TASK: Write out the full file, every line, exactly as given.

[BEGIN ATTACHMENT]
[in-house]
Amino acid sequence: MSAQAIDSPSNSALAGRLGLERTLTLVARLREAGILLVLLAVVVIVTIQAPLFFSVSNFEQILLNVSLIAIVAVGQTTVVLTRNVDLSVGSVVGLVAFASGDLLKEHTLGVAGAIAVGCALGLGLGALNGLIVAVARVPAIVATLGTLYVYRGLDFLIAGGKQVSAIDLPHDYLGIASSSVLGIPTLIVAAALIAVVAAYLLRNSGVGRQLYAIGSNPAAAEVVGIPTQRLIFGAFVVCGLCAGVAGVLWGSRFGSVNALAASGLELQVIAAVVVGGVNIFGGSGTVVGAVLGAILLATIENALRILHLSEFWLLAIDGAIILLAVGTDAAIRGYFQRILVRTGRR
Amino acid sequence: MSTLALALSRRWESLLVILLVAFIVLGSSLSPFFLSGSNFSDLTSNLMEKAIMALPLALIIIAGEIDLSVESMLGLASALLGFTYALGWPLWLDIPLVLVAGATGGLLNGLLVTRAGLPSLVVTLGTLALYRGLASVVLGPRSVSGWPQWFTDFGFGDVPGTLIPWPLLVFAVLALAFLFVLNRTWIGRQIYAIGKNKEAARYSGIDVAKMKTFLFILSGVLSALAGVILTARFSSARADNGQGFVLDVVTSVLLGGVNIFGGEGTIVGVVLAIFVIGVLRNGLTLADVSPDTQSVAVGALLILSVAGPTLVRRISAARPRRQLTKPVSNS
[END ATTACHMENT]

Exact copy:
[in-house]
Amino acid sequence: MSAQAIDSPSNSALAGRLGLERTLTLVARLREAGILLVLLAVVVIVTIQAPLFFSVSNFEQILLNVSLIAIVAVGQTTVVLTRNVDLSVGSVVGLVAFASGDLLKEHTLGVAGAIAVGCALGLGLGALNGLIVAVARVPAIVATLGTLYVYRGLDFLIAGGKQVSAIDLPHDYLGIASSSVLGIPTLIVAAALIAVVAAYLLRNSGVGRQLYAIGSNPAAAEVVGIPTQRLIFGAFVVCGLCAGVAGVLWGSRFGSVNALAASGLELQVIAAVVVGGVNIFGGSGTVVGAVLGAILLATIENALRILHLSEFWLLAIDGAIILLAVGTDAAIRGYFQRILVRTGRR
Amino acid sequence: MSTLALALSRRWESLLVILLVAFIVLGSSLSPFFLSGSNFSDLTSNLMEKAIMALPLALIIIAGEIDLSVESMLGLASALLGFTYALGWPLWLDIPLVLVAGATGGLLNGLLVTRAGLPSLVVTLGTLALYRGLASVVLGPRSVSGWPQWFTDFGFGDVPGTLIPWPLLVFAVLALAFLFVLNRTWIGRQIYAIGKNKEAARYSGIDVAKMKTFLFILSGVLSALAGVILTARFSSARADNGQGFVLDVVTSVLLGGVNIFGGEGTIVGVVLAIFVIGVLRNGLTLADVSPDTQSVAVGALLILSVAGPTLVRRISAARPRRQLTKPVSNS